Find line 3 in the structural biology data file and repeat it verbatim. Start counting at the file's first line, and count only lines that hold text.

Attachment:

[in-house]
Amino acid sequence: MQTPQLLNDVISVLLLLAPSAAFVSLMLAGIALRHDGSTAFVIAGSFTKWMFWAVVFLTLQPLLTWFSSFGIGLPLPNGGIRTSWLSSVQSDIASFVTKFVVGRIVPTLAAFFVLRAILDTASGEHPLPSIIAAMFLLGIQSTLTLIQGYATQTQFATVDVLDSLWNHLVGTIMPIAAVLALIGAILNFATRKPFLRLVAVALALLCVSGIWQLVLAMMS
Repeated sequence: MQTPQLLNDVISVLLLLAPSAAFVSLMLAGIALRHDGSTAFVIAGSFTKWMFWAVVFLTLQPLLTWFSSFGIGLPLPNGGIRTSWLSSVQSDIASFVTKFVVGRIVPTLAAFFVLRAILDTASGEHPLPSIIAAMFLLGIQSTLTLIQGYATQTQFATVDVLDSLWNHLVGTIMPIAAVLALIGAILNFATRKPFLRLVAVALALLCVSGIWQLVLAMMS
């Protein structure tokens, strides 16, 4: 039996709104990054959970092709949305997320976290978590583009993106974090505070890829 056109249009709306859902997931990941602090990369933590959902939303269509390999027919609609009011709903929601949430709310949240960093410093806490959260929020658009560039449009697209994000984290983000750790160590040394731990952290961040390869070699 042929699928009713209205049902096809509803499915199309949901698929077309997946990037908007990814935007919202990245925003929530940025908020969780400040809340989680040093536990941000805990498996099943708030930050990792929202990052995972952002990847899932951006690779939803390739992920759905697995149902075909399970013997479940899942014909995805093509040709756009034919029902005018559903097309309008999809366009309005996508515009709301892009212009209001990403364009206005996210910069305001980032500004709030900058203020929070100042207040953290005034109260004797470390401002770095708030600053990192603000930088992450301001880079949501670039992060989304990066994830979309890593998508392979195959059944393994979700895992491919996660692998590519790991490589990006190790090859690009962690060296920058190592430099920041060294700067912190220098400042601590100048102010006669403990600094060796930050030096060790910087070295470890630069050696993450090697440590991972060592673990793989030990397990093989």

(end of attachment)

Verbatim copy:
Repeated sequence: MQTPQLLNDVISVLLLLAPSAAFVSLMLAGIALRHDGSTAFVIAGSFTKWMFWAVVFLTLQPLLTWFSSFGIGLPLPNGGIRTSWLSSVQSDIASFVTKFVVGRIVPTLAAFFVLRAILDTASGEHPLPSIIAAMFLLGIQSTLTLIQGYATQTQFATVDVLDSLWNHLVGTIMPIAAVLALIGAILNFATRKPFLRLVAVALALLCVSGIWQLVLAMMS